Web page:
Best Viognier Wine
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Viognier's home is France, especially in the northern Rhône Valley regions of Condrieu and Château-Grillet (the latter has just ten acres and one owner), where it's the only white grape used and produces magnificently fragrant, voluptuous and expensive wines. It's also grown in Languedoc, Roussillon, Provence, Australia, Brazil, California, Oregon and Washington.
The grape is difficult to grow because its prone to mildew and produces small yields. If left to overripen, it will have a bland, winery taste and high alcohol.
Signature aromas include ripe apricots, orange blossoms, peaches, mango, pineapple, guava, kiwi, tangerine, honeysuckle, spring blossoms, musk and acacia.
My reviews of these Viognier white wines are updated weekly. These Viognier white wines offer great taste at a good price. You'll find a definition of Viognier wine at the bottom of this page as well as food pairings for Viognier in my wine matcher. This is just a small set of my reviews, but you can get all of them when you join my wine community.
Vin De Pays D'oc, Midi I.G.P., France
Alcohol: 13.5% Sweetness: Dry 750 ml Drink: 2013‐2017
Calm Curry Wine
LCBO: 673236 10 in stock
Alcohol: 13.5% Sweetness: Dry 750 ml Drink: 2010‐2013
LCBO: 64287 Check Stock
BC: 566836 Check Stock
Alcohol: 14% Sweetness: Extra Dry 750 ml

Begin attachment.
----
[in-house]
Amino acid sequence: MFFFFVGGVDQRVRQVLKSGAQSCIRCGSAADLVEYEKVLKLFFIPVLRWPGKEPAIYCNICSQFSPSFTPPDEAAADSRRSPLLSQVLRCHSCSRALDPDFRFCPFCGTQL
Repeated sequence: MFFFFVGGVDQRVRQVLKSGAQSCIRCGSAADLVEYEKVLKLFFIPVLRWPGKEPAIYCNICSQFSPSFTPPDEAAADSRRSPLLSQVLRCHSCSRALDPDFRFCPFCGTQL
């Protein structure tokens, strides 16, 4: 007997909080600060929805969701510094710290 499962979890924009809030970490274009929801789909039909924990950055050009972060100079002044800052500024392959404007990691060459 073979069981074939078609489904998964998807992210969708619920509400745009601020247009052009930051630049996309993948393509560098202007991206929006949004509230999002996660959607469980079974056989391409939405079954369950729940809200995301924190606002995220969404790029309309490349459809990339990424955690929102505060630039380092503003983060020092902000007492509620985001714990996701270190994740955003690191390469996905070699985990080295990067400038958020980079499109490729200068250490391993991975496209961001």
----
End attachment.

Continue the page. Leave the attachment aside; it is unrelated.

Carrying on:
LCBO: 160820 Check Stock
Colchagua Valley, Estate Btld., Chile
Alcohol: 13.5% Sweetness: Dry 750 ml
LCBO: 128611 Check Stock
Viognier often has a viscous, opulent, creamy texture, even without oak aging. With oak aging, it also has notes of butter, cream, oak, smoke, tobacco and toast. Late-harvest and dessert styles have deeply ripe tropical fruit aromas.
Viognier is as intensely aromatic as Gewürztraminer and suffers the same problem of being difficult to pronounce. To wit: VEE-ohn-yay.
Viognier is often blended with other white grapes, such as Marsanne, Rousanne, Chardonnay, Grenache Blanc and Chenin Blanc. Sometimes, Viognier is blended with Syrah in the Rhône Valley's Côte Rotie or with Shiraz in Australia to soften the red wine and to give it an aromatic lift. This "seasoning" of about five percent of Viognier also helps stablize the wine's color and enrichs its texture.
Viognier is best consumed young, no more than three to four years after its vintage date before its heady, hedonistic fragrance fades. The exceptions are those made in the Condrieu and Château-Grillet, which can age for decades because they're aged in oak for several months before bottling.
Pair Viognier with mild curries, shellfish, ham, poultry, oily nuts, Emmental cheese, sashimi, sushi, lamb, butternut squash risotto, pork chops, lobster thermidore, carrot soup and roast vegetables.